Friday, May 14, 2010

Hair Today, Gone Tomorrow

I just finished watching this funny documentary by Chris Rock (my favorite black comedian of all time) called Good Hair. And while it focused primarily on black people's obsession with their hair, a lot of it hit home for me.

My hair has always been a source of love and hate for me. I have super fine, thin hair, but it's wavy. Trust me, that's a bad combo. Its just a step above thick and kinky.

To adequately manage it I have kept it short most of my life. I did try growing it long at various points in my life, but the curls would always get me in the end. On a good day they would be cute little ringlets that gently framed my face. On a bad day I was a frizz away from an afro.

In college I discovered that the perfect length for it was the severe cropped hair that Mia Farrow sports in Rosemary's Baby and I kept that hairstyle for a long time. The problem with that hair cut though is that it takes a very good hairstylist to cut it right, which most of the time means an expensive stylist. And it needs to get cut every 3 to 4 weeks. Which makes it a very expensive habit. Kind of like snorting crack. But I was addicted to the short hair and, while it ate up most of my teeny tiny salary, I would dutifully go to Rodger Craig's salon at the Manila Pen every 3 weeks to get my fix. Only an addict will spend 2,000++ on hair with a 10,000 pre-tax salary. Hahaha.

When John proposed marriage it gave me an excuse to try growing my hair out once more. I grew it a little too late in the game so in our wedding pictures you'll see me with a semi-bouffant hair-do which was really just my stylist's way of trying to manage my shoulder length curly mess. Needless to say I never took off my 15-foot long veil even if it meant it would get stepped on or torn, because I was afraid of what my hair would do during the reception.

When my hair was finally long enough I tried having it straightened. Or relaxed. On good days I'd look like a Pantene shampoo model (albeit a fat one). On bad days I looked like I was wearing a helmet or a wig. But regardless, I got addicted to straightening the same way I got addicted to short hair. Except now I'd spend 6,000 a month on my hair instead of 2,000. Fortunately I was making better money then.

And so the story goes. And my I continued to love my hair and hate it at the same time. It doesn't help that I have friends like Katcho who has the most beautiful, thick, glossy, straight hair that I have ever seen. Or that my husband also has beautiful, thick, glossy stick-straight hair --- so beautiful its a crime that its on the head of a guy. When I was pregnant with Pilar I spent 9 months praying that God would give her John's hair and not mine. Thankfully He answered my prayers. Since I have had more pressing things to pray for now that I'm pregnant with Olivia, I forgot to include her hair in my prayers, and if she comes out with thin curly hair I will have no one to blame but myself (and my dad) for cursing her with bad follicular genes. (It's ok Livie, Mommy will save money so that you can have your hair rebonded too when you're old enough).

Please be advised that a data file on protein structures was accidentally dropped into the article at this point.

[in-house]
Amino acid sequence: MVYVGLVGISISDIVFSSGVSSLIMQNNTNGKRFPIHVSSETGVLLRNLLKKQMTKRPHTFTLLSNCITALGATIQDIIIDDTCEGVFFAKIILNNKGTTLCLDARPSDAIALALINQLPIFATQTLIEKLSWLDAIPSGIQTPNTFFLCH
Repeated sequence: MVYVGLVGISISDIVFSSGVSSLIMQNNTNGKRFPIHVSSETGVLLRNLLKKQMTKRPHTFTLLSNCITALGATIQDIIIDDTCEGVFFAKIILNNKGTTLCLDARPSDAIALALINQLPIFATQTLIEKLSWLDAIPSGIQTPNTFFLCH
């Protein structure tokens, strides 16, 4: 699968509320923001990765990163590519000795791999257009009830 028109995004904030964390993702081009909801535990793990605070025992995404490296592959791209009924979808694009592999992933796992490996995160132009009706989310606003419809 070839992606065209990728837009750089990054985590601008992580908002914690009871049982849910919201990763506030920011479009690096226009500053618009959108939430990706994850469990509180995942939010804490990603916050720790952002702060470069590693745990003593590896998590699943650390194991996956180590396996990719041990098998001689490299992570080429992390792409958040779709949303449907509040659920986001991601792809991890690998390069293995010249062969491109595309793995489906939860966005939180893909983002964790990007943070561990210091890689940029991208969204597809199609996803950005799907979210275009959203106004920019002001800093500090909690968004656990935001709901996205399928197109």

When we started with the IVF treatments 2 years ago I had my long hair shorn off, because there was no way in hell I was exposing my fetuses to the chemicals that are in hair products. Oh well all know they're no good for us. The fact that the stylist applies it with gloves should be a clue. And the fact that my favorite stylist Edwin had to retire at the age of 42 because of respiratory problems caused by prolonged exposure to hair treatment chemicals should be an alarm bell type of thing.

When I found myself pregnant with Olivia I was planning to keep the short do. Except that I figured that since I was on bed rest, there was no point in spending 3,000 a month on hair that no one but my husband (who loves me no matter what I look like), my child (who couldn't care less one way or the other) and my ob-gyn (who has seen the hair on my vah-jay-jay so what else can I keep from him?) would see.

So for the past 7 months my adversary has been growing on my head. At a very slow rate I might add. I now have what could be, at best, described as a curly mullet. I'd post pictures but I'm afraid Billy Ray Cyrus might call and want his hairstyle back.

But watching Chris Rock's documentary has helped me come to grips with my hair. It isn't the most wonderful hair, but it isn't the worst hair either. At least I have the option of cutting it short (although while the pixie cut was cute on me when I was 23 and 110 lbs, its not so becoming now that I'm 34 and ---- bigger), or letting it grow long. I have sworn though never to have it straightened or rebonded again. It's a little scary when you consider what goes into those straightening products.

Ah, who knows. In the same way that Supersize Me got me to swear off McDonalds for 2 months, you might see me next month with super straight hair that will obviously look like I wasn't born with.